The growth of video in ultimate has given way to a surplus of footage that shows us elite players in action. Few things are more fun than looking at highlight reels.
Better still, what we have on camera can take us beyond entertainment. How can we use ultimate footage not just for entertainment, but also to make us better ultimate players? Highlight reel plays are only happening a small percentage of the time. What are those great athletes doing to be in those positions to make such spectacular plays and what are they doing to be throughout the game?
As a coach, my job is to find ways for my athletes to capitalize on their unique strengths to shine on the field. You can be short and speedy, tall and explosive, average human size and aggressive, etc. and find ways to be successful on the field. As a person developing their skills, this is an exciting time with all the footage available to see people your size and shape crushing it.
Last weekend, I was at Team USA’s U24 tryout. At the end of the weekend, a player asked for feedback for how they could grow in an initiating cutter. To dial in my feedback, I asked who they aspired to be in the club scene. The person they picked was tall and lanky, and used those attributes to dominant in the air. The person standing in front of me was short and speedy.
To expedite their learning process, I suggested they watch film of Laura Bitterman (Boston Brute Squad), an elite ultimate player relatable to their physical attributes. They would be able to see and break down how that elite athlete attacked the open space and used speed get position to win the disc in the air.
Watching footage is a skill. It can be learned. Here are five steps to get you started.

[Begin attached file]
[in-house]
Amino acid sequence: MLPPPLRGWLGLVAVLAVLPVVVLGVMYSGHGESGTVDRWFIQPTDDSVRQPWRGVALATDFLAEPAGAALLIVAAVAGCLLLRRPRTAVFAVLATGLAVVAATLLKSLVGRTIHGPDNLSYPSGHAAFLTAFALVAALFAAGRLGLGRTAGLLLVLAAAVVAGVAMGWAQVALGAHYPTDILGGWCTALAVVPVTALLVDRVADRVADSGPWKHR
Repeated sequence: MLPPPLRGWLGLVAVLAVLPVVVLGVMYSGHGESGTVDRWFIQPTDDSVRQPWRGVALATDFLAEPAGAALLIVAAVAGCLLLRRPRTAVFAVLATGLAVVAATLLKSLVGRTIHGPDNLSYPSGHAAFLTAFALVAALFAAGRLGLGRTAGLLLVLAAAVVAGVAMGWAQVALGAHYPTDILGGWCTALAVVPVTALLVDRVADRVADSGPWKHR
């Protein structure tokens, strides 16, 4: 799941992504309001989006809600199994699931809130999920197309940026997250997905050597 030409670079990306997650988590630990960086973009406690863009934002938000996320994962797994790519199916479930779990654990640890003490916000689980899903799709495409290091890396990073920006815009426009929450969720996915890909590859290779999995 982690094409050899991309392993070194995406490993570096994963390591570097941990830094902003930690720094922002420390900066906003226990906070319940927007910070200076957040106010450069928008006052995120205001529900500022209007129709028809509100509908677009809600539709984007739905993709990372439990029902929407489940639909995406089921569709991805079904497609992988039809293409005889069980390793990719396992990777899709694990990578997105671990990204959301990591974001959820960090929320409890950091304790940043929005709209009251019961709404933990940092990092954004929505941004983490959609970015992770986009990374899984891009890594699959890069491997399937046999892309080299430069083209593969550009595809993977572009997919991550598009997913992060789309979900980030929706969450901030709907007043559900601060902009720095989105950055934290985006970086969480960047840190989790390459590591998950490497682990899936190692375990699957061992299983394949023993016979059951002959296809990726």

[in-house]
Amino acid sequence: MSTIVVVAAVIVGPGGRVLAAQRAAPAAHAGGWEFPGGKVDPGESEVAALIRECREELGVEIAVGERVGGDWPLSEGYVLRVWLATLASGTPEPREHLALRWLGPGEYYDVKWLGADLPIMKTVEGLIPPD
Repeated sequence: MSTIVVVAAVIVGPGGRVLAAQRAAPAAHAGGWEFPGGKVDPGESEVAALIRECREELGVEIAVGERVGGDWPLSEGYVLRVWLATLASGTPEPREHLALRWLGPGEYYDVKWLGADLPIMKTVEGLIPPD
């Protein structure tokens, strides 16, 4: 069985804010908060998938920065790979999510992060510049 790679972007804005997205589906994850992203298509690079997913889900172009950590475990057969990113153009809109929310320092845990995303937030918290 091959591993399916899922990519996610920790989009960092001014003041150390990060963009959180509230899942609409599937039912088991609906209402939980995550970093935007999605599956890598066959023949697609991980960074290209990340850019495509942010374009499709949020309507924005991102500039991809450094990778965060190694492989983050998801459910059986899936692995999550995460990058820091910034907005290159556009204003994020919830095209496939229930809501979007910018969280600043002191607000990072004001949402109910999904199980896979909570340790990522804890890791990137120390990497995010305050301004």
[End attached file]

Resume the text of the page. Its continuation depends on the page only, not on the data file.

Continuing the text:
During the 2016 season with the University of Colorado, I used a similar method to the one above. This activity helped my players level up throughout the season and provided me with a communication shortcut. Knowing your player’s digital mentor gives you a more specific knowledge about your player’s motivations, goals, and self-image than an abstract conversation about goals ever could.
Here’s an example of what one of my players turned in for her digital mentor homework:
“I found my person - Paige Soper. I was watching the 2016 Brute vs Riot final and was really impressed by her handling abilities. As I try to grow as a handler this season I'd like to do a couple of things like she does:
1) Overall play and aggression: she plays physically and shows that this can be a game-changer. She generates turns and then can calmly turn around and play great offense. She bids for lots and lots of things.
2) Commitment to opening the field: she clearly thinks about where she wants to put the disk and carries it out, lots of great swings and field vision.
3) Risk taking (calculated risks).
Some highlights (from the 2016 final) are:
10:50 --> great poach interception = aggressive + good field vision + takes a risk and it pays off
17:52 --> Takes a risk in a throw that some would consider not the best but she did it anyway. I like that she's not afraid to put this up. I don't want to ever be afraid to try something that seems mostly reasonable and a maybe a little risky.
39:20 --> A great layout grab and then she gets up and has some awesome fakes followed by a quick throw for a score. She stays composed and isn't really shaken up by anything.”
Our four-week Finding Your Digital Mentor module will teach you how to use film to grow as a player by starting with your unique size, stature, and strength of movement. I will teach you how to use a digital mentor as a catalyst for growth in ultimate skills in 1-2 hours a week. Once you learn how to tap into how to use film, the entire world of ultimate athletes are available to be your mentor. In The Ultimate Skills Project, I’ll help you to dissect top players skills and discover ways to practice and apply skills to your game.
We give you drills and activities from the best in the game. Improve your skills in 1-2 hours per week by yourself or with a partner.